New paper assigns dollar figure to cost from ship-borne invasive species to the Great Lakes

Mar 29, 2012

Although there has been growing recognition among researchers and policy-makers that ship-borne invasive species cause a considerable economic toll, this environmental problem often goes unaddressed because of the difficulty in quantifying annual impacts on ecosystem services.

However, a new paper by researchers from the University of Notre Dame, the University of Wyoming and the Technical University of Delft in the Netherlands, assigns a dollar figure on the cost to the from that originate in the ballast water of ocean-going vessels.

David M. Lodge and John D. Rothlisberger of Notre Dame, David C. Finnoff of Wyoming and Roger M Cooke of Delft determined that the median estimate of damages is $138 million annually but could be over $800 million annually.

The researchers used structured expert judgment and economic analysis to determine the figure. They note that the economic analyses employed in their estimate of damages are far more accurate than previous attempts at calculating the damages caused by invasions, yet are probably underestimates for the U.S. side of the Great Lakes basin. Canadian costs were not included.

Using the group's median value of $138 million, replacing shipping with other modes of transportation might bring net benefits to society in about 30 to 50 years. Using the higher values of damages in the same calculations would suggest that net benefits would occur much sooner.

By converting the impacts into dollar values, the researchers have provided benchmarks that could be used to evaluate the benefits of policy and management choices to reduce the probability of future invasions (for example, stringent requirements for ballast water treatment and inspection on ships).

The researchers' approach to assessing ecosystem-scale effects of invasive species also provides a template for evaluating policy and management alternatives to prevent, or mitigate, many kinds of environmental damage.

The research paper appears in the journal Ecosystems.

Explore further: Japan to redesign Antarctic whale hunt after UN court ruling

add to favorites email to friend print save as pdf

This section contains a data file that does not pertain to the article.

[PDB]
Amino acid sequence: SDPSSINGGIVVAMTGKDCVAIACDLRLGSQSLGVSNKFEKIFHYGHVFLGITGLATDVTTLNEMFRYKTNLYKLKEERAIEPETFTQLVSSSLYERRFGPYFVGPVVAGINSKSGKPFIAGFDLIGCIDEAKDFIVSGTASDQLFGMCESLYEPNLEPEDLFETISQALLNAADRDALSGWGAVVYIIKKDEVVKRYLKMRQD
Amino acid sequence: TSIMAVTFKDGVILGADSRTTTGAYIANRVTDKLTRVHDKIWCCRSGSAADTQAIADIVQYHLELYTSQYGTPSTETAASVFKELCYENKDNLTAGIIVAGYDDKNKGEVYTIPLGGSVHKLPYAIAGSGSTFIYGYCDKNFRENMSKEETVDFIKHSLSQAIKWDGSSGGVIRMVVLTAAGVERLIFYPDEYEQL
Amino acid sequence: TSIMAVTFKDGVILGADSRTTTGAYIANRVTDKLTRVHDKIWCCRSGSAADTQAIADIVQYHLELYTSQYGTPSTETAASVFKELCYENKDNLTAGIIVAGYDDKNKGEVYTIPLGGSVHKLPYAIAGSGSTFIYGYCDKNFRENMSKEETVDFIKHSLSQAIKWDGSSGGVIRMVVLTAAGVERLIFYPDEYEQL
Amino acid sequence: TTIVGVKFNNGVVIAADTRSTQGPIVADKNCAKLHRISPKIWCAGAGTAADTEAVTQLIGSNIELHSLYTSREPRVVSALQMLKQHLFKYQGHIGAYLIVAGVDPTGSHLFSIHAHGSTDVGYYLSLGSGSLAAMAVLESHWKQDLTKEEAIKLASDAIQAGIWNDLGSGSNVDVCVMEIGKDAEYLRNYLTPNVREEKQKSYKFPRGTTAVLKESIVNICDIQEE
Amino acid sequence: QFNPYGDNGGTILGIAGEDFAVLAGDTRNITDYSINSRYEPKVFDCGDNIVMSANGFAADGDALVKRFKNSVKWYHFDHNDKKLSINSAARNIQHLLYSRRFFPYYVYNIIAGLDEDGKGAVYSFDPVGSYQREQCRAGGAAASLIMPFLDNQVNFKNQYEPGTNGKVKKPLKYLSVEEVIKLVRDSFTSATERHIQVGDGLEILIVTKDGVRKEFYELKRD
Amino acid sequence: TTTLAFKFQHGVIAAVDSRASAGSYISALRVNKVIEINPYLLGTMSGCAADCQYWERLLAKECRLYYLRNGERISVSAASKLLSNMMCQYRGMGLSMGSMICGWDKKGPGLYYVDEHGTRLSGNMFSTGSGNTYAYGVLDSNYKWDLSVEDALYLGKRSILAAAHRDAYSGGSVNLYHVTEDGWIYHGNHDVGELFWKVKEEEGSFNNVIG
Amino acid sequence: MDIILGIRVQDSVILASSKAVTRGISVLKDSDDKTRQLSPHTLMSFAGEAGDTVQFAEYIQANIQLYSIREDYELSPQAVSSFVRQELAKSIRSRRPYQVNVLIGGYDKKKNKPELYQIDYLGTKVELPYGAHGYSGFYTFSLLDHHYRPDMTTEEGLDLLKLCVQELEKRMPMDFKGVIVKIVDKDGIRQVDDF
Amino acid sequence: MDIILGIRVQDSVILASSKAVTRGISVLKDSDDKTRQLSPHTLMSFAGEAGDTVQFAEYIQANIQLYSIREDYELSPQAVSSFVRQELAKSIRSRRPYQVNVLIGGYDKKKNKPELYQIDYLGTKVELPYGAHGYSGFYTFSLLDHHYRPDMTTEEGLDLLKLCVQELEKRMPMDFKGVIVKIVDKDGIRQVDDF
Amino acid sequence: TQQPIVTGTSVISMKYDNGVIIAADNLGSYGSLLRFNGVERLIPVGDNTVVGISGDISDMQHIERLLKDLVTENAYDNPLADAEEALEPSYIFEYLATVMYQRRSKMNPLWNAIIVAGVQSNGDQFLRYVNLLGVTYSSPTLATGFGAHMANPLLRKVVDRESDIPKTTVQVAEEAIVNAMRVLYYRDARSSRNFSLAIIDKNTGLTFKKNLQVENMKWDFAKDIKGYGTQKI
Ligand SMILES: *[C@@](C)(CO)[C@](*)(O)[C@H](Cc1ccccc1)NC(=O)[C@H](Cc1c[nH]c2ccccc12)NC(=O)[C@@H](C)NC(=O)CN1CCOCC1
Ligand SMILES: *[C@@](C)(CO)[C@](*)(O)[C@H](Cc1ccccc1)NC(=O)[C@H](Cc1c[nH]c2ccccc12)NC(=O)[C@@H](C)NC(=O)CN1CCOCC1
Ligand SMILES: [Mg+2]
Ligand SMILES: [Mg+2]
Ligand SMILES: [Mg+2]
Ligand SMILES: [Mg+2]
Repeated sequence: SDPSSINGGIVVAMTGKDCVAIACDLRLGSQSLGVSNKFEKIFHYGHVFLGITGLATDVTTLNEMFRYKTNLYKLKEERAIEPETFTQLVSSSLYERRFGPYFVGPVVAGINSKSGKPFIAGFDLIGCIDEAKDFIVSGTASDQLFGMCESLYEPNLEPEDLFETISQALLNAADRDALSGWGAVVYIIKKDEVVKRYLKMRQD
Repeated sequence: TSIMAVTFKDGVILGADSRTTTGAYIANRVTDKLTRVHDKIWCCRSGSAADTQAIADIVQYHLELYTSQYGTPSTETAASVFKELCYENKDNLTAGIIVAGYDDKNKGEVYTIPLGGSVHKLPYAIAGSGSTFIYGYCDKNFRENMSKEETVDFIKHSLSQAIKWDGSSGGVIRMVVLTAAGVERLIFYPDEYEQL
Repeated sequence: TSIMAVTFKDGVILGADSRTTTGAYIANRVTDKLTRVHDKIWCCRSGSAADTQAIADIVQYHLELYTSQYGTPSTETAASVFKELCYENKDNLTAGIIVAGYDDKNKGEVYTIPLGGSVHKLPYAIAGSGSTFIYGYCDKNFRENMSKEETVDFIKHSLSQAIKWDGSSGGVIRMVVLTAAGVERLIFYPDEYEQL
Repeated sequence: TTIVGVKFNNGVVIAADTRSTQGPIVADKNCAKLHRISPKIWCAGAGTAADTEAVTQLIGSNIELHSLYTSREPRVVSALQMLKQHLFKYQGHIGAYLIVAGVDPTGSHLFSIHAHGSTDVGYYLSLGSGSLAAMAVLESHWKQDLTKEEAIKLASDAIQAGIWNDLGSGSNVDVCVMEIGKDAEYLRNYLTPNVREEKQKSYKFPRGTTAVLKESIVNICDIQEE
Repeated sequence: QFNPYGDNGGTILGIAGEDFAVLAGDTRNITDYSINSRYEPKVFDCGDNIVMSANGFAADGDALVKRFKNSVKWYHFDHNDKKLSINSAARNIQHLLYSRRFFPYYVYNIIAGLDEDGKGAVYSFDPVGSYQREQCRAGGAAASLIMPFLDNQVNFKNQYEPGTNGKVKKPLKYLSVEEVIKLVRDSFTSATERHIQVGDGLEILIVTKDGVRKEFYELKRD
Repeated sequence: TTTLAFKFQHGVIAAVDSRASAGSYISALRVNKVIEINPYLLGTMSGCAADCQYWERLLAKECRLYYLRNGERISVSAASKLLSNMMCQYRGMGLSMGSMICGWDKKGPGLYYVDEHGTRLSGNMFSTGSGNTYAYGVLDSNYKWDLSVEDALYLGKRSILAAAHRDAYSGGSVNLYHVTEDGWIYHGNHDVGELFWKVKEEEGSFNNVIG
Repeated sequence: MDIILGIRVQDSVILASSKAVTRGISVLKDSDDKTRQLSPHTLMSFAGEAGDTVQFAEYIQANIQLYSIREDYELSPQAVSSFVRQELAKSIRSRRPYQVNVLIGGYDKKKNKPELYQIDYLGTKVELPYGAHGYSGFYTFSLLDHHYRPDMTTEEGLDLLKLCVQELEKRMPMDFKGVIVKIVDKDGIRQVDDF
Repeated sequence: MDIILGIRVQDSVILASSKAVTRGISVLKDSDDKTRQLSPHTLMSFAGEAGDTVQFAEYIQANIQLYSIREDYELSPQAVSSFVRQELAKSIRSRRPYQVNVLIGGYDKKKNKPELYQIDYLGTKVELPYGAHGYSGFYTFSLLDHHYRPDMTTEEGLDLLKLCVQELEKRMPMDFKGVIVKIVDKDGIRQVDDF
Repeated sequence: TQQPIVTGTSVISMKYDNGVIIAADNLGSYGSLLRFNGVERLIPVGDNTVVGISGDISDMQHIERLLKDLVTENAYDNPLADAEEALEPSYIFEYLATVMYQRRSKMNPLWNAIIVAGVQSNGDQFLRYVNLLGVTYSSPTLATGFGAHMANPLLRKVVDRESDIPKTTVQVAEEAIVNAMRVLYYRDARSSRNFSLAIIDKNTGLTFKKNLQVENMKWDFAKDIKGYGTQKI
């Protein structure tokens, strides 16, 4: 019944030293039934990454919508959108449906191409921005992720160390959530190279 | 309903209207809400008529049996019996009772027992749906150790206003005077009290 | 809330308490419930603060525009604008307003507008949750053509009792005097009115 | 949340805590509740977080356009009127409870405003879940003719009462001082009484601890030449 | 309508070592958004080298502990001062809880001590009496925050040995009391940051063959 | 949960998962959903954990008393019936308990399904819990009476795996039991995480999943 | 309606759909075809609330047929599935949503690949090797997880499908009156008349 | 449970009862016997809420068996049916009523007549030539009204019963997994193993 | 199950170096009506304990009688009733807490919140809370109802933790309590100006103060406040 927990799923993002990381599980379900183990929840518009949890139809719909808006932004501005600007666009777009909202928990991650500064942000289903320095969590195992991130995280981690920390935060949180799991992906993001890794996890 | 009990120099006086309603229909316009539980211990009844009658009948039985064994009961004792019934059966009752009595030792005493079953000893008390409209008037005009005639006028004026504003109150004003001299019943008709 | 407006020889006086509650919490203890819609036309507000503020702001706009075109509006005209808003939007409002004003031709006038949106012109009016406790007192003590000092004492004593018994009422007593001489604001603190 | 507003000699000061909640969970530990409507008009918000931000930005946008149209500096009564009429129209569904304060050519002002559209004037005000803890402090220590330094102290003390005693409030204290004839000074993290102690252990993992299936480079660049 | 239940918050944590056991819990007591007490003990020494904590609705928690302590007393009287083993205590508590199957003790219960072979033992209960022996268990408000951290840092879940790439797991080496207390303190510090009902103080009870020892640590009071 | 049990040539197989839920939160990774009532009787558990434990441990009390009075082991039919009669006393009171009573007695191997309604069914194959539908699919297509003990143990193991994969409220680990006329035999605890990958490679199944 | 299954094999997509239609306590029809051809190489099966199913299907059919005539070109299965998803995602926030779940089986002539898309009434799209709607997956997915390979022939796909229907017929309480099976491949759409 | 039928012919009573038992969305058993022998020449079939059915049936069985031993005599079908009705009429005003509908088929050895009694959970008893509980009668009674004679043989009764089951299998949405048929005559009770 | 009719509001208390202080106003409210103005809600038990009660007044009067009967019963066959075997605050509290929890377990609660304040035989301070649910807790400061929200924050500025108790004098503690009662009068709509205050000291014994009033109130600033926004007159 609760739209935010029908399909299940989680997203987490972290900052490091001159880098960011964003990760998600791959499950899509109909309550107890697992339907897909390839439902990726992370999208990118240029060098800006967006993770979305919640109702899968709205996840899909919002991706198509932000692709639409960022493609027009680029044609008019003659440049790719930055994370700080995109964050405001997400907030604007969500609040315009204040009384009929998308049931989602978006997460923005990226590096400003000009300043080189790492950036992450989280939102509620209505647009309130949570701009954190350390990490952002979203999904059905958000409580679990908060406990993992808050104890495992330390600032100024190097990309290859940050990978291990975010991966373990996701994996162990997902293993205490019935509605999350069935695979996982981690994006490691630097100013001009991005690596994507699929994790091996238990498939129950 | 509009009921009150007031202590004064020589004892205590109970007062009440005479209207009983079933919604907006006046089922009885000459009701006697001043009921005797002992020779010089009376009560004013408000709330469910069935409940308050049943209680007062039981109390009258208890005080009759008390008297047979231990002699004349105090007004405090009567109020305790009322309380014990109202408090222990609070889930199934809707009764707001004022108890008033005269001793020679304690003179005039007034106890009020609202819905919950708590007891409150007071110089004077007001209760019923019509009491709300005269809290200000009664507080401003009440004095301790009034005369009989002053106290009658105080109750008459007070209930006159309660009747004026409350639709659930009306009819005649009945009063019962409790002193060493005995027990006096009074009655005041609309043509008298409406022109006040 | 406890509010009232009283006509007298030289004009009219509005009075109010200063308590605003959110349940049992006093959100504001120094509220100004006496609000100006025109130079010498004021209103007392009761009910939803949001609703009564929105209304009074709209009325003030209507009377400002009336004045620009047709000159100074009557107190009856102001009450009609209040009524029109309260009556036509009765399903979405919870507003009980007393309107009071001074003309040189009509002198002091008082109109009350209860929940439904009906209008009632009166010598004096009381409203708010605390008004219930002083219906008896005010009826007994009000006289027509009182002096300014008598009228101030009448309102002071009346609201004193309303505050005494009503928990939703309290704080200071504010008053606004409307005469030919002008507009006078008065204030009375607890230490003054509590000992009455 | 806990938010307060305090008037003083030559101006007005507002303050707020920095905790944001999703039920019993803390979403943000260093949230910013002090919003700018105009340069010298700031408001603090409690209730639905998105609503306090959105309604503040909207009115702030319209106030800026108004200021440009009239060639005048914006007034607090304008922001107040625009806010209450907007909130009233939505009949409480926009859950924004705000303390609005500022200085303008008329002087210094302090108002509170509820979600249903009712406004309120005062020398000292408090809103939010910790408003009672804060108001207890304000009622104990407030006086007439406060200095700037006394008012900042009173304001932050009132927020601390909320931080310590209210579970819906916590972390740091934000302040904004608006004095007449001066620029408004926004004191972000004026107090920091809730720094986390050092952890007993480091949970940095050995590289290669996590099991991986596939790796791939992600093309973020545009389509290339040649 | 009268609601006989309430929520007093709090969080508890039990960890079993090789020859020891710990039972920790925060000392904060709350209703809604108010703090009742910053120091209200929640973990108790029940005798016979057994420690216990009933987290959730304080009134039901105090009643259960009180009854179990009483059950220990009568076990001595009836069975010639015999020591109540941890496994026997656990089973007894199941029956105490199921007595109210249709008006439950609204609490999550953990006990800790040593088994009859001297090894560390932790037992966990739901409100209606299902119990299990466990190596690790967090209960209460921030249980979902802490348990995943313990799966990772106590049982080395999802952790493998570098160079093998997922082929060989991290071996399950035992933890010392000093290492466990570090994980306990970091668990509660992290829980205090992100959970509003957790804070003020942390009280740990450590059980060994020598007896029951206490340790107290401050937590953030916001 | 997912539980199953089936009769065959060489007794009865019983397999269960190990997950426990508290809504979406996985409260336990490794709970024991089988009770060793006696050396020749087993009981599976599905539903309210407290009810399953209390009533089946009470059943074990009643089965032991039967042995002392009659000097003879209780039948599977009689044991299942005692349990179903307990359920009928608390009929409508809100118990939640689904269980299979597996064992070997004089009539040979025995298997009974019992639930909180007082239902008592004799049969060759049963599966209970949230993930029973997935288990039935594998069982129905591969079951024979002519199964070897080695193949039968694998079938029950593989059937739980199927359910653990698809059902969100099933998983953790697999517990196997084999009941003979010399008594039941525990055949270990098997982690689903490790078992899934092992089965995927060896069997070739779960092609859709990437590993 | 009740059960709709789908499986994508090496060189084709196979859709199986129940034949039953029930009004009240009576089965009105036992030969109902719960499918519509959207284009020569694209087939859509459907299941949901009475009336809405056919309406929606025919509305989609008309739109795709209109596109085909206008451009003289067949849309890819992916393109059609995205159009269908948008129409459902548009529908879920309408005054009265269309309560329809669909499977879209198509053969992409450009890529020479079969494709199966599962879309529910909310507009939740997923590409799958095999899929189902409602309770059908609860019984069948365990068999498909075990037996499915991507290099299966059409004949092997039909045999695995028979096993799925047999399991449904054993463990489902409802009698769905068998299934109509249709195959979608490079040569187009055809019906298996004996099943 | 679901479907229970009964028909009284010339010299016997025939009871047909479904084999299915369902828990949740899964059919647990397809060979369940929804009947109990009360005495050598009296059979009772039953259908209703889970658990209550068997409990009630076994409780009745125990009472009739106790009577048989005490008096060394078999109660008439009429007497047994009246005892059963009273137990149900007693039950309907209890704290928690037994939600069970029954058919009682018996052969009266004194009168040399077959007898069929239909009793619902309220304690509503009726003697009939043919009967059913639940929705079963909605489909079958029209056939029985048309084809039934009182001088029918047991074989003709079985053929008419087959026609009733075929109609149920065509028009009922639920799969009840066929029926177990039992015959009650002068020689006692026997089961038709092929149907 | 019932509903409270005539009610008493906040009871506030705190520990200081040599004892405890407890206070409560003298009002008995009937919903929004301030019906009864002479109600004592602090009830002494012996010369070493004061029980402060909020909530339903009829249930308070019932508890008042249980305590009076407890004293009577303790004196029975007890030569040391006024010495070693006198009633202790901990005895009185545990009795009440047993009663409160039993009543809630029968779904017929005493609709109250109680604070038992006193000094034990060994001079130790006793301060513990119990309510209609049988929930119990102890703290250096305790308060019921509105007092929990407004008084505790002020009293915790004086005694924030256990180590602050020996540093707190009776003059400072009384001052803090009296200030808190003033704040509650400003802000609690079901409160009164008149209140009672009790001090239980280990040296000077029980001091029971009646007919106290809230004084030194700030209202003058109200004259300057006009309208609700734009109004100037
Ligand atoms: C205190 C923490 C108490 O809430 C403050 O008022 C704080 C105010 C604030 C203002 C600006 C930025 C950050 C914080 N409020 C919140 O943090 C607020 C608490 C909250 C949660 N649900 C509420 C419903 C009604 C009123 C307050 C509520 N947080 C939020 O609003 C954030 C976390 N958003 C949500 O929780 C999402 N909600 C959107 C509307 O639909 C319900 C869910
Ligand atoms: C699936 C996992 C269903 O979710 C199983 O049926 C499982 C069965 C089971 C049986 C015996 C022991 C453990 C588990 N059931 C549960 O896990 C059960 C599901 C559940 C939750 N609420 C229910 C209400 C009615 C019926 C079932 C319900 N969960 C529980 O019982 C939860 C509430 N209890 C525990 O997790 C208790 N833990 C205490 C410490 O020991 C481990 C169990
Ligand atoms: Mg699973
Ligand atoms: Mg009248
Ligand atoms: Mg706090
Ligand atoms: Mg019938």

Related Stories

Great Lakes invasive species studied

May 23, 2006

The longstanding problem of various invasive species entering the Great Lakes via the St. Lawrence Seaway is now gaining attention from scientists.

Evaluating ecosystem services

Aug 05, 2008

Environmental conservation efforts have traditionally focused on protecting individual species or natural resources. Scientists are discovering, however, that preserving the benefits that whole ecosystems provide to people ...

11,000 alien species invade Europe

Nov 20, 2008

For the first time it is now possible to get a comprehensive overview of which alien species are present in Europe, their impacts and consequences for the environment and society. More than 11,000 alien species have been ...

Great Lakes cleanup may reap big benefits

Sep 07, 2007

A Brookings Institution study suggested that restoring the health of the U.S. Great Lakes could create $50 billion in economic benefit for the area.

Recommended for you

Scientists tether lionfish to Cayman reefs

2 hours ago

Research done by U.S. scientists in the Cayman Islands suggests that native predators can be trained to gobble up invasive lionfish that colonize regional reefs and voraciously prey on juvenile marine creatures.

India's ancient mammals survived multiple pressures

22 hours ago

Most of the mammals that lived in India 200,000 years ago still roam the subcontinent today, in spite of two ice ages, a volcanic super-eruption and the arrival of people, a study reveals.

User comments : 1

Adjust slider to filter visible comments by rank

Display comments: newest first

Jimee
not rated yet Mar 30, 2012
Not to worry. The corporations responsible for this destruction through intentional carelessness to raise their own profits are all safe. They will not have to pay.

More news stories

Scientists tether lionfish to Cayman reefs

Research done by U.S. scientists in the Cayman Islands suggests that native predators can be trained to gobble up invasive lionfish that colonize regional reefs and voraciously prey on juvenile marine creatures.

Deadly human pathogen Cryptococcus fully sequenced

Within each strand of DNA lies the blueprint for building an organism, along with the keys to its evolution and survival. These genetic instructions can give valuable insight into why pathogens like Cryptococcus ne ...

Biologists help solve fungi mysteries

(Phys.org) —A new genetic analysis revealing the previously unknown biodiversity and distribution of thousands of fungi in North America might also reveal a previously underappreciated contributor to climate ...

Leeches help save woman's ear after pit bull mauling

(HealthDay)—A pit bull attack in July 2013 left a 19-year-old woman with her left ear ripped from her head, leaving an open wound. After preserving the ear, the surgical team started with a reconnection ...

Better thermal-imaging lens from waste sulfur

Sulfur left over from refining fossil fuels can be transformed into cheap, lightweight, plastic lenses for infrared devices, including night-vision goggles, a University of Arizona-led international team ...

Hackathon team's GoogolPlex gives Siri extra powers

(Phys.org) —Four freshmen at the University of Pennsylvania have taken Apple's personal assistant Siri to behave as a graduate-level executive assistant which, when asked, is capable of adjusting the temperature ...